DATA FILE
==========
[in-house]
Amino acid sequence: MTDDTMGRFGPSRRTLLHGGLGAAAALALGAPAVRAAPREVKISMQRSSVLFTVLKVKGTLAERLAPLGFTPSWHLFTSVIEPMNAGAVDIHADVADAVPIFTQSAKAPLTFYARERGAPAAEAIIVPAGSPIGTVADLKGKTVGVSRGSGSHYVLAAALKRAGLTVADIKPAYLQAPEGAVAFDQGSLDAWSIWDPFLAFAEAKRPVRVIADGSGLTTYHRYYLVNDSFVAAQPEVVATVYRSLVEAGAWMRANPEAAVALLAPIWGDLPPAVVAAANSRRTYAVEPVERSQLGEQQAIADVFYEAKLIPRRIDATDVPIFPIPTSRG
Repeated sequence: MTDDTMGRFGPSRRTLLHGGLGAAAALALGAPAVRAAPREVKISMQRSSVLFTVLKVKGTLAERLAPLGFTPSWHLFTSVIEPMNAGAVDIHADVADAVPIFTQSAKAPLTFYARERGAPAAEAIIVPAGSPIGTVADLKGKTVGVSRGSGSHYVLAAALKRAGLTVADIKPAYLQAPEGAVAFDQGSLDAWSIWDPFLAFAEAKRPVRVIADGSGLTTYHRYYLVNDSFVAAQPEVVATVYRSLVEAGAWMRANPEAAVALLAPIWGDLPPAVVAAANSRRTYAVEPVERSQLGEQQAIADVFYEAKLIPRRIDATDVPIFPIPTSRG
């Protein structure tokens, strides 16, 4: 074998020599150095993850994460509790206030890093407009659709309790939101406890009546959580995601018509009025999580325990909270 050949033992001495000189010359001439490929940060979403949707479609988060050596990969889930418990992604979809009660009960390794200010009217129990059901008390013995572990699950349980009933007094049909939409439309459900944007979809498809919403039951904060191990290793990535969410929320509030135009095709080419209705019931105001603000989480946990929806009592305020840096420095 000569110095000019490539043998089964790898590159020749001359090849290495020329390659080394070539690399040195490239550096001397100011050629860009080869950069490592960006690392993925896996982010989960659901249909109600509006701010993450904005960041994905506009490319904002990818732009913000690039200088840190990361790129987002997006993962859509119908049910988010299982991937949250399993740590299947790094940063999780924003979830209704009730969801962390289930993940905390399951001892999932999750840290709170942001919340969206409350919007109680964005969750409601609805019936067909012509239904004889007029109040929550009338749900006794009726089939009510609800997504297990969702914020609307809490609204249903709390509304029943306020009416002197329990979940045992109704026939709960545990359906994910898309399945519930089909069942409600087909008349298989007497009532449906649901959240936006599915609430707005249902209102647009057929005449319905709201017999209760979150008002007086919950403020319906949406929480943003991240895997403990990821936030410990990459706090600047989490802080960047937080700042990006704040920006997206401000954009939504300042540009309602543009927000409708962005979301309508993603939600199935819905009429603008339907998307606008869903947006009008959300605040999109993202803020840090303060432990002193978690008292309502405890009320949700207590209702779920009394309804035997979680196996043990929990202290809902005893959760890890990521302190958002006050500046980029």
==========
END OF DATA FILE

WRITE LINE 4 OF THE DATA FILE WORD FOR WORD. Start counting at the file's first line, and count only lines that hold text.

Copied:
């Protein structure tokens, strides 16, 4: 074998020599150095993850994460509790206030890093407009659709309790939101406890009546959580995601018509009025999580325990909270 050949033992001495000189010359001439490929940060979403949707479609988060050596990969889930418990992604979809009660009960390794200010009217129990059901008390013995572990699950349980009933007094049909939409439309459900944007979809498809919403039951904060191990290793990535969410929320509030135009095709080419209705019931105001603000989480946990929806009592305020840096420095 000569110095000019490539043998089964790898590159020749001359090849290495020329390659080394070539690399040195490239550096001397100011050629860009080869950069490592960006690392993925896996982010989960659901249909109600509006701010993450904005960041994905506009490319904002990818732009913000690039200088840190990361790129987002997006993962859509119908049910988010299982991937949250399993740590299947790094940063999780924003979830209704009730969801962390289930993940905390399951001892999932999750840290709170942001919340969206409350919007109680964005969750409601609805019936067909012509239904004889007029109040929550009338749900006794009726089939009510609800997504297990969702914020609307809490609204249903709390509304029943306020009416002197329990979940045992109704026939709960545990359906994910898309399945519930089909069942409600087909008349298989007497009532449906649901959240936006599915609430707005249902209102647009057929005449319905709201017999209760979150008002007086919950403020319906949406929480943003991240895997403990990821936030410990990459706090600047989490802080960047937080700042990006704040920006997206401000954009939504300042540009309602543009927000409708962005979301309508993603939600199935819905009429603008339907998307606008869903947006009008959300605040999109993202803020840090303060432990002193978690008292309502405890009320949700207590209702779920009394309804035997979680196996043990929990202290809902005893959760890890990521302190958002006050500046980029």